The View from The Niagara Guide

General observations and musings on how we can make Niagara a better place.

Water Temperature for Green Tea (or Why I Hate Tim Hortons Green Tea)

Mark Kawabe - Sunday, November 14, 2010

I picked up a green tea from Tim Hortons today, primarily because I couldn't get to my favourite tea shop (LM Teas in Niagara Falls). At the first sip, I began regretting my choice. Not because it was undrinkable, but because I've had so much better tea.

First off, Tim Hortons staff don't seem to know diddly-squat about tea. Some would say they don't know anything about coffee either...but we'll stick to tea. Two bags of green tea in a cup is enough to turn the tea so dark it might be mistaken for black tea. In addition, it makes it so strong and bitter that while it does an admirable job of keeping one awake (perhaps its only redeeming feature), it's rather unpleasant to drink.

I wonder if Tim Hortons staff ever drink green tea. I strongly suspect they don't. One of the reasons their tea gets so bitter, I believe, is because they're using boiling water to make it and then they're allowing it to steep for longer than it should. High water temperatures bring out the bitterness in green tea and letting it steep too long is another evil they could avoid.

According to the folks at LM Teas, the idea water temperature to make green tea varies on the variety. Some teas can be brewed starting at 50°while others do fine at 80° to 90°. Again, it depends on the tea. Perhaps Tim Hortons tea is specially picked to be made with scalding hot water. I'll have to ask.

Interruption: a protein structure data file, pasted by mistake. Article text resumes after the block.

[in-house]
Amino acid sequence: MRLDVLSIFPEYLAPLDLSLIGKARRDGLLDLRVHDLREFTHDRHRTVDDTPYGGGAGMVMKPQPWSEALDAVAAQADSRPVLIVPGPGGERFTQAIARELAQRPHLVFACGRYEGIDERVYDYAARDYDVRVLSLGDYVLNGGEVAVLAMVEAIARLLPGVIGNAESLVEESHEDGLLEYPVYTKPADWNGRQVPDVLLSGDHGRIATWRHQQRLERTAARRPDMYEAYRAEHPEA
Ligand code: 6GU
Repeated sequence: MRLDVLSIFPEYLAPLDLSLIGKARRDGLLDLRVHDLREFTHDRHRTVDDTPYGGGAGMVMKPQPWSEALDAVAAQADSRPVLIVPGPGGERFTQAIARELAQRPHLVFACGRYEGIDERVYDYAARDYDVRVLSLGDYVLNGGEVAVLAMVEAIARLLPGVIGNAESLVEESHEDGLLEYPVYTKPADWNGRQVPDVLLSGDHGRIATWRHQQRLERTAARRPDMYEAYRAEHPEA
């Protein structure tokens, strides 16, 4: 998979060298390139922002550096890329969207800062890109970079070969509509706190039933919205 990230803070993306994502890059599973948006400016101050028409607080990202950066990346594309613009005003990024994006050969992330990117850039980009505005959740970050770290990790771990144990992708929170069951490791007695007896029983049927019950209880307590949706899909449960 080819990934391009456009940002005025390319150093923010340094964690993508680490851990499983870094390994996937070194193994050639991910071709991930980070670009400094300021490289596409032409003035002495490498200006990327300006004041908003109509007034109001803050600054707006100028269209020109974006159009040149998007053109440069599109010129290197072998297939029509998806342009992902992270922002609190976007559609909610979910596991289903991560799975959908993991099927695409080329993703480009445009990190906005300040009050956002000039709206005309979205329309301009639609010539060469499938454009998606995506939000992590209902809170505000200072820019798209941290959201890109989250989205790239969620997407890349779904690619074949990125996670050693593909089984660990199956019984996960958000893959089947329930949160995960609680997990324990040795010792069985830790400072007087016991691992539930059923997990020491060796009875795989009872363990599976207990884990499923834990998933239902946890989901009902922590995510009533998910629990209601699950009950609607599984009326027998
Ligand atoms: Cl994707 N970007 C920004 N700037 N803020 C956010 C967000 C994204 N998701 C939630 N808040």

Anyway, if you're in Niagara Falls and need a good cup of tea, I recommend my friends at LM Teas. With over 200 varieties of loose-leaf teas, you'll find something you'll like.



A Truly Green Tea

Mark Kawabe - Thursday, May 13, 2010
I was in at LM Teas yesterday and picked up a tea to go. I didn't think about the cup it was served in until today when the cup finally made the trip from my car's beverage holder to the house. What a nice surprise.

The cup from LM Teas had a plastic lid and cardboard sleeve, both of which are recyclable. Most disposable cups aren't widely recyclable or compostable. This one was, and it made me go WOW!

LM Teas uses ecotainer cups™ which are coated using Polylactic Acid (PLA) from plants to make them waterproof. When composted, the PLA is broken down by microbes so the entire cup is quickly biodegradable. I do realize that EVERYTHING is biodegradable EVENTUALLY, but it's nice to see a local company making the greenest choice possible.

Hats off to Carmen and Jill at LM Teas for their great teas and green cups!



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